By Mike Pomranz | FoodAndWine.Com
Troy Warren for CNT #Foodie
Like similar products on the market, Ikea’s plant-based mince can be used just like ground beef.
If anyone were to ask you what Ikea is, you’d likely just say it’s a furniture store. But as anyone who’s ever actually shopped there knows, when you set foot in Ikea, you never know what you’ll walk out with. (Swedish meatball scented candle, anyone?) And no, Ikea doesn’t have a full-blown grocery department like Walmart or Target, but the chain does offer an intriguing selection of food and drink in its Swedish Food Market, and recently, just like most stores, Ikea’s product range has grown to include more plant-based options.
Today, Ikea U.S. has announced their latest plant-based product and it’s called… well… Världsklok. (According to Google Translate, that’s Swedish for “World wise,” which, actually, is kind of fun.) The chain describes the new item — which is made from pea protein — as “a shapeable meat substitute that can be used to make burgers, ‘meatballs,’ ‘meat’ sauces and more.” A 1-lb., 10-oz. bag of Världsklok will set customers back $9.99.
Ikea points out that Världsklok plant-based mince joins a range of meat alternatives sold at Ikea that also includes items such as Huvudroll plant balls and Korvmoj veggie dogs, all part of the brand’s plan to “provide more climate friendly food alternatives.”
“At IKEA, we want to make healthier and more sustainable living easy and accessible,” Monica Van Fleet, Food Commercial Leader at IKEA U.S., stated. “The Ikea Världsklok Plant-Based Mince is great for tacos, tasty burger sliders or a Bolognese sauce.”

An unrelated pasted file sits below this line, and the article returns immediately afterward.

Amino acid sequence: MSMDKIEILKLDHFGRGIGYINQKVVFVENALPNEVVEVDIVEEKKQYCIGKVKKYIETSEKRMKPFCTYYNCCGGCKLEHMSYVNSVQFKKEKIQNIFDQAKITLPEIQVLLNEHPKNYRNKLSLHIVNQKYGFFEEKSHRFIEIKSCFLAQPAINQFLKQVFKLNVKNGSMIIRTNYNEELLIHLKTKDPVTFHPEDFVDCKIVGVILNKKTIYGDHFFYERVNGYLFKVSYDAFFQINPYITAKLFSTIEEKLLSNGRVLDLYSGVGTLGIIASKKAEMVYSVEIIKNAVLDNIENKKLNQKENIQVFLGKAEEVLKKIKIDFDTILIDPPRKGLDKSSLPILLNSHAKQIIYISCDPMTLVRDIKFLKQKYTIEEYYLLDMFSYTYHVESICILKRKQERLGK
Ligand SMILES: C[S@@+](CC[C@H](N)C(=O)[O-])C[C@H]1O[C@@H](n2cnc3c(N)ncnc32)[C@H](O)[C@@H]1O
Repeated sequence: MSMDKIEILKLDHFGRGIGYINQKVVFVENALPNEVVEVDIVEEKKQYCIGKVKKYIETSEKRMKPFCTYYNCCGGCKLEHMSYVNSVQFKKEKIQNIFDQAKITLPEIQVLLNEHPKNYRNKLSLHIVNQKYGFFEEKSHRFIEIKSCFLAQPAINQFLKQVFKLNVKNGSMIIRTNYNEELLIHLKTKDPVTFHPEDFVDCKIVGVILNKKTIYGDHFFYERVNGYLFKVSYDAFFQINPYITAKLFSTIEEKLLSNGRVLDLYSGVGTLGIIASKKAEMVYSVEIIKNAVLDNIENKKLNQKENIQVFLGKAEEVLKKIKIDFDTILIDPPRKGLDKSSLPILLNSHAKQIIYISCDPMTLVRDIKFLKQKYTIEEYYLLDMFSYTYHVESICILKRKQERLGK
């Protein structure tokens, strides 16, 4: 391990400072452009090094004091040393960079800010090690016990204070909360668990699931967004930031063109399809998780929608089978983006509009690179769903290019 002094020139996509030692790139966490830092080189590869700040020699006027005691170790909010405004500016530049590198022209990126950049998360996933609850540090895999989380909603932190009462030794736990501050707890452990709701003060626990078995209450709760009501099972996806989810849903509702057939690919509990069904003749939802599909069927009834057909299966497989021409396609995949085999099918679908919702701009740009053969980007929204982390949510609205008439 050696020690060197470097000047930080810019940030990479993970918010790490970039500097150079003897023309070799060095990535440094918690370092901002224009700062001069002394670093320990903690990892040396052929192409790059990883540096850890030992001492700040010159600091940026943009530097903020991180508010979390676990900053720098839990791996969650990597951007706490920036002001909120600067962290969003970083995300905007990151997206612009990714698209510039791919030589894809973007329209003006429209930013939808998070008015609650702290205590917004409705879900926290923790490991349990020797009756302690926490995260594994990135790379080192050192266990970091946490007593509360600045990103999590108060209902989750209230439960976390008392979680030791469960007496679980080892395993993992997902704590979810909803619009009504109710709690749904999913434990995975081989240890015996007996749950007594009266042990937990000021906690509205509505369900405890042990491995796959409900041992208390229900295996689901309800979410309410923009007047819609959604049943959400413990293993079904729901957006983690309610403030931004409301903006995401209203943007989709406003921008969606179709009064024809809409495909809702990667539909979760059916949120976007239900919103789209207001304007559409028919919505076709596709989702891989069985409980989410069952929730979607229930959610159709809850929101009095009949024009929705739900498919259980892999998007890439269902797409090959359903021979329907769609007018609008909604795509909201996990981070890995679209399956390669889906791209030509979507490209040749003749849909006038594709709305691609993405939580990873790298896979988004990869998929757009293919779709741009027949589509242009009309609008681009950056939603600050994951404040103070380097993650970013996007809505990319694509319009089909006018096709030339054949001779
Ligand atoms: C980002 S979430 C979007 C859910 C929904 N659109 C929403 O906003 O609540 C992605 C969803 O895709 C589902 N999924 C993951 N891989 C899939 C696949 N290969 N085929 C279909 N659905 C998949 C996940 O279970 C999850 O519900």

And beyond buying plant-based foods to take home and cook yourself, over the past few years, the chain has also increased the plant-based choices in Ikea Restaurants and Bistros. In 2020, that included adding plant-based meatballs, finally offering a plant-based meat-like alternative to their famous Swedish meatballs.
But how similar is Varldsklok plant-based mince to Ikea’s Huvudroll plant balls? Unlike the mince, Ikea describes the plant balls as being made with “pea protein, oats, potatoes, onion, and apple. So in theory, now customers have two options to enjoy vegetarian replacement versions of Ikea meatballs: You can either buy the premade meatballs or buy the mince and see if you can outdo Ikea by making them with your own recipe.
And if you already shop at Ikea, you’re no stranger to assembling stuff for yourself.